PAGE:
"There are three things that last: faith, hope and junk, and the greatest of these is junk." - Bible, I Corinthians 13:13 (slightly paraphrased)
Unlike the people I live with, I’m not burdened by the pack-rat gene. Accordingly, when they give me unopened 12 year old bottles of vitamins, crochet needles and yarn that’s older than I am (I don’t crochet) or that moldering stack of National Geographic magazines from the Fabulous Fifties, I can manage to throw the stuff away without a qualm.
We share a dirty little secret. They give their junk to me because they cannot bear to toss it out themselves, whereas I’m an unsentimental fool. Unlike them, I can throw away every single generic birthday card they’ve ever sent me (cold-hearted bitch that I am) as soon as they leave the room they entered to deliver said cards. I’m pretty sure they know I take out their metaphorical trash, but at least they’re spared from discarding the untold treasures buried beneath Grandma’s old Mothers Day Cards inside the cardboard grocery carton of Velveeta Cheese, with smashed corners repaired by curling duct tape. One box has a scrawl in spare red crayon: Household. I assume that if I say “Hhmmmm (pause) Household” in a soft, ponderous voice, while slowly scratching an imaginary goatee, and letting my voice trail off into a whisper, that the contents of this mysterious box will magically be revealed.
If cleanliness is next to godliness, then pack rats are the devil incarnate. There’s Satan, crouching deep inside their souls, amid unlabeled packing boxes, stacked and teetering, plastic bags with old bedspreads, and old shoeboxes of candles from celebrations past, melted into a single ur-candle of indeterminate shape and color, but with some old newsprint transferred to one surface. My theory about the mutant candle is that individual candles tend to meld together in some process of devolution that takes place only during dark nights of the closet’s soul: resistance is futile. Either that, or the metal roof of the shed conducts too much summer heat to expect candles to survive intact. But I’m no scientist.
Way back in Holy Christ Elementary School, I learned that there are three things that can survive the direct blast of nuclear bomb: cockroaches, disposed-of disposable baby diapers, and Velveeta, the processed cheesoid material sold in brick-sized lumps whose cartons seem to constitute the majority of the boxes in one section of one junk room. (Actually, I made that up. I don’t think disposable diapers were invented until after I was expelled from high school for passing out Bola Cola from the tailgate of my boyfriend’s station wagon outside the front gates of the school, because the principal, peering out from between bushes, had mistaken it for beer. In that brief moment, my hopes of being the only person canonized as a saint before dying went up in smoke. But that’s another story, as is the reason why I also lost all hope of wining the Nobel Prize in Diplomacy that day. Interestingly, they’re the same story, but that’s not important now.)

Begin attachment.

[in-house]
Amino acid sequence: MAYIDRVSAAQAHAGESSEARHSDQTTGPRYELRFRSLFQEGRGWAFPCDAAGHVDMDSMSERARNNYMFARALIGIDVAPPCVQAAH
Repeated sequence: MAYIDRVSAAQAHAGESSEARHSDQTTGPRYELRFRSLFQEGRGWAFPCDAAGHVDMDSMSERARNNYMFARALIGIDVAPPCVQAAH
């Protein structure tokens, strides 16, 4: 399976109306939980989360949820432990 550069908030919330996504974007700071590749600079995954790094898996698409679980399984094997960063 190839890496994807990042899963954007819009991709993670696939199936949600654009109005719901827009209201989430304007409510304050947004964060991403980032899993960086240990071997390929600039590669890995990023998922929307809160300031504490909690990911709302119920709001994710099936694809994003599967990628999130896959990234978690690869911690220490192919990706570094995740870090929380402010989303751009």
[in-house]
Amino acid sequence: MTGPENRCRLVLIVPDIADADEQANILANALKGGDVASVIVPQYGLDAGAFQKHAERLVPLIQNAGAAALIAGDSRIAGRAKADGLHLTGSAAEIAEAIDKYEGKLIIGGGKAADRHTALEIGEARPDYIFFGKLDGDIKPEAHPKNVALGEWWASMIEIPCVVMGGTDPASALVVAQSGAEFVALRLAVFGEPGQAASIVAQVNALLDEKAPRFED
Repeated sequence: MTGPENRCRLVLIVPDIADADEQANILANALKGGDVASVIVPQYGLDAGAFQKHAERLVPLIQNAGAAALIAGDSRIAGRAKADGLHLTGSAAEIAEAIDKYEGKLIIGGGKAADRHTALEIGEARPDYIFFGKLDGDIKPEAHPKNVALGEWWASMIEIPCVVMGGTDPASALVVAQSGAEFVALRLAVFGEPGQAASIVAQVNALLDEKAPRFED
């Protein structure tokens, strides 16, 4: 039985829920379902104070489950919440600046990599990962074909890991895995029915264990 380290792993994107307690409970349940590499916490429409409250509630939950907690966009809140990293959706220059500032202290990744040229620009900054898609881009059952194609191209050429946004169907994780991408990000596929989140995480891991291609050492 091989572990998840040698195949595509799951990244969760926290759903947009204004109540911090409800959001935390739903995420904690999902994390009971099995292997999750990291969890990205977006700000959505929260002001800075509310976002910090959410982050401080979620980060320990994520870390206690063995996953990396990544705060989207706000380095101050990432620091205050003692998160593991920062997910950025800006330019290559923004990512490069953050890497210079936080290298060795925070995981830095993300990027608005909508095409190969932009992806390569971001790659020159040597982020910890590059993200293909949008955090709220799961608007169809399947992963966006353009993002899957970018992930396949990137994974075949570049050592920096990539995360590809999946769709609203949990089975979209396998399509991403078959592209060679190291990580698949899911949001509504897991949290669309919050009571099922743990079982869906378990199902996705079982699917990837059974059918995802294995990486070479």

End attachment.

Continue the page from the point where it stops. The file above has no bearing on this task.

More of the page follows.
Getting back to trash: my spring cleaning fantasy is that we rent a giant sized dumpster, park it by the front door, and make about a hundred round trips between the junk rooms… (Yes you heard me – not only do we have junk closets (plural), junk outdoor sheds (plural) and junk piles in various and sundry rooms we occupy, we have - not one - but two entire rooms filled with junk.) …to make as many trips with a wheelbarrow between junk piles and dumpster as my stamina permits. Tolerance of other people is all well and good, but I’m developing serious intolerance of other people’s junk.
Lest you think I think I’m perfect, I too, have a heroic fatal flaw. Unlike junk, I have trouble leaving books and other written information behind. This might be the death of me since, as my sister recently told me, in these days of information overload, the pursuit of knowledge is less about a process of acquisition than about proficiency in tossing stuff out. But I'd rather die of information overload than from a concussion sustained by a falling stack of Velveeta cartons filled with mutant candles.
Clearly the recent rainy weather has left me with a bad case of cabin fever. At least in the yard, I’m in charge and junk is tolerated only so long as it amuses me and not a moment longer. I can’t wait to get back outside.